Why It's on the List: Because it's a flimsy genre exercise in which supremely masterful direction is hobbled by a noble failure of a script (there are 'Family Circus' cartoons with more satisfying plot twists). Screenwriter Laeta Kalogridis fails to solve the turgid Dennis Lehane novel from which the film is adapted, and neither Scorsese nor his impeccable cast can save this story from meandering off into dull and increasingly silly directions.
7. 'Morning Glory'
Why You Liked It: You probably didn't, unless you enjoyed 'The Devil Wears Prada' but lamented the fact that its climax didn't revolve around slo-mo pigeons and a mysterious frittata. And yet 54% of critics gave it a pass. Honestly, it's like giving the Hindenburg points for being warm onboard (too soon?)
Why It's on the List: Because this joyless bit of anti-intellectual drivel is emblematic of pretty much everything that's wrong with the world. It flaunts logic at every juncture, and actively celebrates the triumph of palatability over substance. 'Morning Glory' isn't only why "they" hate us, it's also why we hate us.
Why You Liked It: Because bold and fearless horror filmmaking is enough for you to excuse a film that consistently undermines its own potential. Vincenzo Natali's film is a rather daring glimpse at the thorny gray areas engendered by genetic mutation, and it's often giddily discomforting to watch Sarah Polley and Adrien Brody parent / dance / bone the mighty morphing creature they've created (that's Delphine Chaneac as Dren).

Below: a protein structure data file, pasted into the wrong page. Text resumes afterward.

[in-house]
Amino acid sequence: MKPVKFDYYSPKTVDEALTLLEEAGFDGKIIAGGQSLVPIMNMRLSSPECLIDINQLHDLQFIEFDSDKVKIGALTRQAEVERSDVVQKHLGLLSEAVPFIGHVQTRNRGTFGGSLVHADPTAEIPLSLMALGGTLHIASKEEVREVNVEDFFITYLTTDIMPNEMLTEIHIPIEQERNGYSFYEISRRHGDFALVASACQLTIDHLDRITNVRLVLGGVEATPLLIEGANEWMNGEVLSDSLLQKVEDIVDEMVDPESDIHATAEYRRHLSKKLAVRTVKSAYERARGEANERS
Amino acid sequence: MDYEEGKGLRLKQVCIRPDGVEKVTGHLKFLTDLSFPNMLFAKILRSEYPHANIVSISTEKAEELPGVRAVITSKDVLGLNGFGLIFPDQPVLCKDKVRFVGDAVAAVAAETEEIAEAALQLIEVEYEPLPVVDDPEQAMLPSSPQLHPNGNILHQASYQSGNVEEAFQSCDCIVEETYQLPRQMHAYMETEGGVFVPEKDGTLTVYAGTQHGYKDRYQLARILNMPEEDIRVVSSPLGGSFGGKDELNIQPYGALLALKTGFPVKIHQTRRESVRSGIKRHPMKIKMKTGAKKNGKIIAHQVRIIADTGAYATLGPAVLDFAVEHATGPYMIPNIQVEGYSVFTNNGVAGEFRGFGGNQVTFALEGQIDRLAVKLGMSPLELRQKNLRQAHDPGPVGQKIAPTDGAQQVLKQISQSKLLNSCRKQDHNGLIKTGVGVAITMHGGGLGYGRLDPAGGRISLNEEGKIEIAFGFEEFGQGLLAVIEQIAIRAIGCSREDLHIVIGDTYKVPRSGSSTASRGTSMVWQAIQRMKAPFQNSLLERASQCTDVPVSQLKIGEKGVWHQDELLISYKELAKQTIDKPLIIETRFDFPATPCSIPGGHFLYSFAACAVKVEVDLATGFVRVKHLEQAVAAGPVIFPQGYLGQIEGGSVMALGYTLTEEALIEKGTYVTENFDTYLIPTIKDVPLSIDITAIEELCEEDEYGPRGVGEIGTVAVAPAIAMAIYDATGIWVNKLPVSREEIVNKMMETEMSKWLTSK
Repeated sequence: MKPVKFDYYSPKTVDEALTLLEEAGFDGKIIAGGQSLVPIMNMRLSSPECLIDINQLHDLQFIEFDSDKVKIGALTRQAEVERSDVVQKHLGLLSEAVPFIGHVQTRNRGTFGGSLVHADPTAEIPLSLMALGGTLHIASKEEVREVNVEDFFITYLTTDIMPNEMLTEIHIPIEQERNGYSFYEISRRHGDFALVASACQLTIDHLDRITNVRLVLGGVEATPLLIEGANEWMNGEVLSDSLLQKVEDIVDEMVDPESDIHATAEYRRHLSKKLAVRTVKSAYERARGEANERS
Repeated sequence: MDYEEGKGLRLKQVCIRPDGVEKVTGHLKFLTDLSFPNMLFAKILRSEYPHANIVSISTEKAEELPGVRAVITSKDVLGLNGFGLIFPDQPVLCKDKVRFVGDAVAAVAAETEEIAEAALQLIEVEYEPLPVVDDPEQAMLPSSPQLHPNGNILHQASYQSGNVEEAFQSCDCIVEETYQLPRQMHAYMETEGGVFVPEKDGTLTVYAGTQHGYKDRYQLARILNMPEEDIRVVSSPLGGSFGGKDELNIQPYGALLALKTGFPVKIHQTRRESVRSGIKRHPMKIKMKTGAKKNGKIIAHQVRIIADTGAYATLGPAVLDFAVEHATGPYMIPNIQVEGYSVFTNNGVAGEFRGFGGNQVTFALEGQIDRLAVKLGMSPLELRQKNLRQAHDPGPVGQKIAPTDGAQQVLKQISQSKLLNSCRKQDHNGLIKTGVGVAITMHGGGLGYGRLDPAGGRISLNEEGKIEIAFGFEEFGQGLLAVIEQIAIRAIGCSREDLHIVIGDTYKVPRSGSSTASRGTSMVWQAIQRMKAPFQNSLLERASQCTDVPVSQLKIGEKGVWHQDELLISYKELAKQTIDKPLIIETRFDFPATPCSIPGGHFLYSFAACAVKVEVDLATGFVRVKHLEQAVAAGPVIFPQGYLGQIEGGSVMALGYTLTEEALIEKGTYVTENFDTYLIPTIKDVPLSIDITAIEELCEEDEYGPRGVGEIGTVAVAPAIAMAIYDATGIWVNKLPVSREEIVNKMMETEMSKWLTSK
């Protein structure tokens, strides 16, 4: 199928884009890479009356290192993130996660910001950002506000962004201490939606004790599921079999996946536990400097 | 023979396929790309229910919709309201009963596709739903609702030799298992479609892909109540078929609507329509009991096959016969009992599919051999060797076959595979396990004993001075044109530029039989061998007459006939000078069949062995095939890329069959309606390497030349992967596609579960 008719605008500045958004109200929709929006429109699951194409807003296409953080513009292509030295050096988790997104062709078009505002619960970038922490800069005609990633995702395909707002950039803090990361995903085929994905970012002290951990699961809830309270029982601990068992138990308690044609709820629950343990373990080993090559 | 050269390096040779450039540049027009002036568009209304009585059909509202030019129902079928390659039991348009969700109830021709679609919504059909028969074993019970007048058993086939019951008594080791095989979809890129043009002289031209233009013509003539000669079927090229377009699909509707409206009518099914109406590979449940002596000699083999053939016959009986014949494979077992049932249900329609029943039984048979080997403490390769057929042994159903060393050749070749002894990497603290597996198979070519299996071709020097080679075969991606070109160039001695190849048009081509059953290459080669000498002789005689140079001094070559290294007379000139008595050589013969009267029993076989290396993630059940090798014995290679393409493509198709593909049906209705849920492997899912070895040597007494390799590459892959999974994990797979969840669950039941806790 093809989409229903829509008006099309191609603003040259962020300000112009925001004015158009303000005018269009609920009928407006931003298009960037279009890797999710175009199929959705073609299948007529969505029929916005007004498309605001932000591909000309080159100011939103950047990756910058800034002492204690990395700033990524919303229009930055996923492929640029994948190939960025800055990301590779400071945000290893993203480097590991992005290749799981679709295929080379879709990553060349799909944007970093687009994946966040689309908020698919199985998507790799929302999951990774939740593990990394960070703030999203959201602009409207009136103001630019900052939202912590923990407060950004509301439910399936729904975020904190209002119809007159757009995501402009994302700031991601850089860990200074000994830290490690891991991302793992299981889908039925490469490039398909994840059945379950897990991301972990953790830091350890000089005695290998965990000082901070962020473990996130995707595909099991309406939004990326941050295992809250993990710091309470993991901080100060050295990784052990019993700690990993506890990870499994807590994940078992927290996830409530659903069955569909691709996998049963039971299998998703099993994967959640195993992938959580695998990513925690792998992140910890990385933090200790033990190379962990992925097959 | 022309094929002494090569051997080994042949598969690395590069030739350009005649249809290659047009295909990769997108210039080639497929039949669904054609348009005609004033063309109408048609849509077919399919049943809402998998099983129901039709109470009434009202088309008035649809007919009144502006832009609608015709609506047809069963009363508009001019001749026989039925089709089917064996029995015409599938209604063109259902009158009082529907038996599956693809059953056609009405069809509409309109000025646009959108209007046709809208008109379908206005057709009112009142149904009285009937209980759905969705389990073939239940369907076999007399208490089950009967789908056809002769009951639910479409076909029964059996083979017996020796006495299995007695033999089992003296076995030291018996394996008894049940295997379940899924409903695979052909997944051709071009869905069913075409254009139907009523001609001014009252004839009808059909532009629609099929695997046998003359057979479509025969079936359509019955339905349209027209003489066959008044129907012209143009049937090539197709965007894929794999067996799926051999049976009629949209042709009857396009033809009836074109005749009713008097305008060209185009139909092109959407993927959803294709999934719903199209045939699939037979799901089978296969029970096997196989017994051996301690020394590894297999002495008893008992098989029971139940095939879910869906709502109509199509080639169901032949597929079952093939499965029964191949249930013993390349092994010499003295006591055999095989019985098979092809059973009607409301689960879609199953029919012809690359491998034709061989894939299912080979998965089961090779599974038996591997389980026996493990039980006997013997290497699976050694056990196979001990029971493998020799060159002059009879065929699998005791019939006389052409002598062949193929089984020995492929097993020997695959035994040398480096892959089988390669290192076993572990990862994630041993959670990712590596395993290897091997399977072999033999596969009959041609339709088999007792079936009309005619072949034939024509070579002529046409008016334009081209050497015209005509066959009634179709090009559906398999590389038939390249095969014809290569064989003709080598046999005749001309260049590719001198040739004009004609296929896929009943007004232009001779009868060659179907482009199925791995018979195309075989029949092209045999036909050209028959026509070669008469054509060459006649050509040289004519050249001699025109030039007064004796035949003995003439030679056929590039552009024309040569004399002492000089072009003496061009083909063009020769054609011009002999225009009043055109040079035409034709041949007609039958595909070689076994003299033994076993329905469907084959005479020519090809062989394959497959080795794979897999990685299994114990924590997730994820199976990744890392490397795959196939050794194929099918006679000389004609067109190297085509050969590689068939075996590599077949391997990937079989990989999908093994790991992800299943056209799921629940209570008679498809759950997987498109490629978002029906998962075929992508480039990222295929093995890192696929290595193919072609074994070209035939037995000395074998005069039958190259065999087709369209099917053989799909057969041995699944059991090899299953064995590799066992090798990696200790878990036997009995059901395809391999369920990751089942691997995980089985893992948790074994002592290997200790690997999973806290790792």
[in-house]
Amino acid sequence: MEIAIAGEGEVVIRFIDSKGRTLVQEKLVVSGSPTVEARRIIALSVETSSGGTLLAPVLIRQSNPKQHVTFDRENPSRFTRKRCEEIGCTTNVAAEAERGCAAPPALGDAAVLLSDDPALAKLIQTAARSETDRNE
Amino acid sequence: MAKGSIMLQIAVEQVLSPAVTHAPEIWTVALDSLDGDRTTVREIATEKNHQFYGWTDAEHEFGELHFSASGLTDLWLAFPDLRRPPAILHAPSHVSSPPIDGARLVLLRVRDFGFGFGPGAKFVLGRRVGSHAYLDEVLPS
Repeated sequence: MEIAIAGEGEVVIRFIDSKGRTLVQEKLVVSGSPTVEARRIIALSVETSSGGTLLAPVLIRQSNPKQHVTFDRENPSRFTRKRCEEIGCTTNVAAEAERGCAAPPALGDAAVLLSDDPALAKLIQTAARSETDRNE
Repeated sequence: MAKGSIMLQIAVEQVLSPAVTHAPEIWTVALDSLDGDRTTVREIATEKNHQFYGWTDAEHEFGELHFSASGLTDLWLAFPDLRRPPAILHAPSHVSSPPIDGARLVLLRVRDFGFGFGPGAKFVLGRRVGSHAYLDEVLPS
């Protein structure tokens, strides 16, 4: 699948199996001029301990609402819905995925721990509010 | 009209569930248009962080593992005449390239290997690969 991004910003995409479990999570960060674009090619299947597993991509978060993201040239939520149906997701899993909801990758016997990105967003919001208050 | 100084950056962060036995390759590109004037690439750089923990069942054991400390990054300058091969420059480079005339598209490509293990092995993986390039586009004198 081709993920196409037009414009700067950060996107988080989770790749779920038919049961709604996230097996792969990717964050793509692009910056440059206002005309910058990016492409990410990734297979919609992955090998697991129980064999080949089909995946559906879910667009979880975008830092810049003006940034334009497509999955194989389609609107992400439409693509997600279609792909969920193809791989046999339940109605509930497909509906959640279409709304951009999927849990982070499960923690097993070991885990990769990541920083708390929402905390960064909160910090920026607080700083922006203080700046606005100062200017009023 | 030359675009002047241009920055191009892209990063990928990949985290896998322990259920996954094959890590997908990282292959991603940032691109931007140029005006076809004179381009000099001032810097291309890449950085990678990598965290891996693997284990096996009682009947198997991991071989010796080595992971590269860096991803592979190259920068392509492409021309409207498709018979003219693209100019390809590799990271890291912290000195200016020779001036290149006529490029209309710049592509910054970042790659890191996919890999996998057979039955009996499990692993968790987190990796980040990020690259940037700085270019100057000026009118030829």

Why It's on the List: So here's a movie about two hipster scientists who created an ever-evolving genetic experiment that started off as a one-legged albino rabbit, transformed into a pubescent humanoid teenager, grew wings, murdered a kitten, and had sex with just about everything. I'm going to go out on a limb here and suggest that of those three characters it's the genetic experiment that's going to prove the most interesting (and indeed Dren is quite the time bomb), but the story suffers when the people around her are drawn this thin (difficult to avoid when one of those people is Adrien Brody). Natali's scientists are never more than vessels for their philosophical hangups, and as a result the final scene doesn't raise unanswerable questions so much as it recalls the last moments of 'Alien vs. Predator: Requiem.'
5. 'How to Train Your Dragon'
Why You Liked It: Cuteness! Dazzling 3D! The warm bosom of a narrative that doesn't make a single surprising decision! Dreamworks' toon was a surprise hit with both audiences and critics alike, and might just have been the best Jay Baruchel film to premiere last March. Also, Craig Ferguson makes everything better.
Why It's on the List: Because everyone is likable and no one is interesting, and a needlessly bloated second act makes this feel like the longest movie about dragons since 'The Neverending Story.' Also, as much as we should champion truth in advertising, the first half of 'How to Train Your Dragon' was almost an instructional video about subjugating a fictional species. Oh, and when I pay $20 to see a movie about dragons, one / all of them damn well better be voiced by Sean Connery.